Augusta, GA (WJBF) We look at ways to protect your personal information on this edition of The Means Report. Cyber expert Dr. Jeffrey Morris is our guest. He walks us through the many ways we can protect our passwords, our data and other information stored on our devices. Watch our interview and learn how to stay safe when you’re online. Be sure to join us for The Means report Monday afternoons at 12:30 on WJBF NewsChannel 6.
We welcome back Dr. Jeffrey Morris from Augusta University School of Computer and Cyber Sciences. Dr. Morris, thanks for talking to us about cyber. It impacts all of us and thanks for coming back so soon. I really appreciate it.
Thank you for us coming back.
So speaking of cyber, a lot has happened since we last met regarding the city of Augusta and it’s IT network, it’s been hacked it’s the city has been a victim of a cyber crime. The mayor says. My question to you is, if a city the size of Augusta, Georgia can be vulnerable with its network, what hope is there for the rest of us?
Well, not knowing any of the details of what happened, there’s a lot of things that could have gone wrong. A lot of things that, again, there’s billions of websites, hundreds of millions of people every day on the internet doing things. So again, cyber criminals are out there, but they’re very much targeting what they’re looking for. So you and I, if we think about what we’re doing watch for the emails, don’t click on the link. We’re pretty good at keeping ourselves safe. We just have to be knowledgeable about what we’re doing.
Well and I do want to talk about safe practices when we’re surfing the web or when we’re checking our email. And I want to kind of do a recap of last week we hit this point but it’s well worth hitting again. And that’s passwords. What sort of recommendations can you give us about passwords and how to protect them. And Dr. Morris, how to remember them?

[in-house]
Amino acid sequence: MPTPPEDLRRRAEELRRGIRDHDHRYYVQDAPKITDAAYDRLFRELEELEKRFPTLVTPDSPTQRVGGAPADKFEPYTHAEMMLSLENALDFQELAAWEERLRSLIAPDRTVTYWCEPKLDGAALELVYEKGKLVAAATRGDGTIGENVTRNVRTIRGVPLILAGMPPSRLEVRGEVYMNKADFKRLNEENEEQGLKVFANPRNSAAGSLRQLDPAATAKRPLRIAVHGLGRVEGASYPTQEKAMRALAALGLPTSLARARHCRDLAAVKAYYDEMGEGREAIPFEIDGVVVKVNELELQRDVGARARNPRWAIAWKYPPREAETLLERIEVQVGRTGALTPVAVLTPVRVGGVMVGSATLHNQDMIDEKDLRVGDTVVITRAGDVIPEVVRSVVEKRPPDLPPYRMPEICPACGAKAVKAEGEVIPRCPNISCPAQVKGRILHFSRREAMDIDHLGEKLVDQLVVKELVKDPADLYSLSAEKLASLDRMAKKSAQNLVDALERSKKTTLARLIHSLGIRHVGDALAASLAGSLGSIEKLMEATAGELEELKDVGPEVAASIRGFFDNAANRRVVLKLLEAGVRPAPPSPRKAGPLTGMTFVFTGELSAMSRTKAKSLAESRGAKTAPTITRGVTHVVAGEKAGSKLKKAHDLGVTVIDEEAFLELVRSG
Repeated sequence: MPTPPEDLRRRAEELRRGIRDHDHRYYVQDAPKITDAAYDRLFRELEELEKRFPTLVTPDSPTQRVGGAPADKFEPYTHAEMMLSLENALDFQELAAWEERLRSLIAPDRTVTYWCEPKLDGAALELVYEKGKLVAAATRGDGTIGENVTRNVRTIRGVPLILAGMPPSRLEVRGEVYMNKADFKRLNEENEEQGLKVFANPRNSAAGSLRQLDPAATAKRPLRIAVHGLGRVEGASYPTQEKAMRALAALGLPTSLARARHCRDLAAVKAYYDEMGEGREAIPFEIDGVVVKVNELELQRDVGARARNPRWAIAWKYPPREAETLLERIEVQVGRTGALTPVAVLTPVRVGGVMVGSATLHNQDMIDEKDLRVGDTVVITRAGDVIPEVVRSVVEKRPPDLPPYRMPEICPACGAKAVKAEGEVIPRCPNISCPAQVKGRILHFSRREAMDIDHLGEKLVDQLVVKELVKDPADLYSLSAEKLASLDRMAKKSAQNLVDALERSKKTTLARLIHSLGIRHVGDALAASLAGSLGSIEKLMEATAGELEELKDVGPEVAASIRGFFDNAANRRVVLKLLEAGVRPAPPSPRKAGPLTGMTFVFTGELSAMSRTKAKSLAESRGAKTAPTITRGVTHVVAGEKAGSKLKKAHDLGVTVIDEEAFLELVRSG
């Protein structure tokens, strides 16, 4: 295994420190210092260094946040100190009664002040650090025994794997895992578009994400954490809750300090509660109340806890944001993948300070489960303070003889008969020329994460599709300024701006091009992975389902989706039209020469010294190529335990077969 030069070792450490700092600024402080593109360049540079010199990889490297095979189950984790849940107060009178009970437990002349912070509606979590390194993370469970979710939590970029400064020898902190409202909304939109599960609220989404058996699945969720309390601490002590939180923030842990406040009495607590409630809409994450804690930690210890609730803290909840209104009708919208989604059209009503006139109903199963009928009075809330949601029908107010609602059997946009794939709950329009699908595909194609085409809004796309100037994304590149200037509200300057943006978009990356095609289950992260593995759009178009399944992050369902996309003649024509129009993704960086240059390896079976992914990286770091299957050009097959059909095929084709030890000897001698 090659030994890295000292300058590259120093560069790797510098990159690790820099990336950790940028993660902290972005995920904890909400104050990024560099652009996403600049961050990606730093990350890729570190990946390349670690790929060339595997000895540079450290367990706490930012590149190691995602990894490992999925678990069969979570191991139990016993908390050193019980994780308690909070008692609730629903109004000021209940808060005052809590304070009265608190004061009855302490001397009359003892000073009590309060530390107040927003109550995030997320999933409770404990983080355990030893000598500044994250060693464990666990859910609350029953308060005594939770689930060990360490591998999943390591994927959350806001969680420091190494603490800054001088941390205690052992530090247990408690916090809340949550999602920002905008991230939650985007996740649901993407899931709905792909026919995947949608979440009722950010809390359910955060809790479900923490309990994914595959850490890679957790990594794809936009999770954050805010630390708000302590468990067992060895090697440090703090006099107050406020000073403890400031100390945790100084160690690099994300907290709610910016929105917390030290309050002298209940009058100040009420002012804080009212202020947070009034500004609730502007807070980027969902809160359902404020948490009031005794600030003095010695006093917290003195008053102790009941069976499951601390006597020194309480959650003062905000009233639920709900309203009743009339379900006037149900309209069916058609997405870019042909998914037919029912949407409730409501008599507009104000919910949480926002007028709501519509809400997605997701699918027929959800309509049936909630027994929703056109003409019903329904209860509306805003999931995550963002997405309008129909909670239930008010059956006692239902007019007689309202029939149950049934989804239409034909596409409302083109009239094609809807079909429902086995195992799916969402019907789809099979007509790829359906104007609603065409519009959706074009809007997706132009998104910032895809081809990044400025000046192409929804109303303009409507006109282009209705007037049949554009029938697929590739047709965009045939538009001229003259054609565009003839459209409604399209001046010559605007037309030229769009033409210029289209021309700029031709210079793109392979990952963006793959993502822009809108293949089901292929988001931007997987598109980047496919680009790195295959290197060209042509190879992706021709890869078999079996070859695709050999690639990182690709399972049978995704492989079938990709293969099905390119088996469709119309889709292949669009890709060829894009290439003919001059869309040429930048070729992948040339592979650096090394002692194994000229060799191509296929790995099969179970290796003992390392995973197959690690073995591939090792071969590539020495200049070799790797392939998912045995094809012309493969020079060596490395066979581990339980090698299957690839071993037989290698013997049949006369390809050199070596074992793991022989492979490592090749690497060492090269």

Well, it’s difficult, a password for every website, passwords at work. So the best advice I can give is use the password manager. There’s various programs, many of them are free that you can get and install on your computer. Most of them sync your computer to your tablet to your phone, and that way it remembers your passwords. It can generate strong, good passwords for you.
Let me interrupt you real quick just to, you know talk to me as if I’ve never seen a computer in my life because some folks aren’t as savvy as others. So I’m creating a password because I’ve just logged on to jcpenney.com and I’m buying a shirt. Where’s the password manager? Is that something I must go and navigate another site or another app store and get password manager that you just talked about?
Yes. If you search for password manager in any type of web search engine, you’ll get a list of the various companies that provide it.
How do we know they’re not stealing our passwords?
Well, the technology behind ’em, and again it’s a trust. Who do you trust to hold your data? And in this case, the typical model for these companies is when you create the password and actuality, there’s a way of hiding it and your password gets encrypted and they all they have is the encrypted data. Your master password, you’ll have one password allows you to get into the program which maybe you write down, keep it at home, if that’s okay. ‘Cause it’s the only one you never, you know, take it out. It’s just where you can have it so only you can see it. What I do is I make a very long one. One of the easiest ways they’re recommending today is think of your favorite song and think of about maybe the first four or five sentences in that song and just write it all together.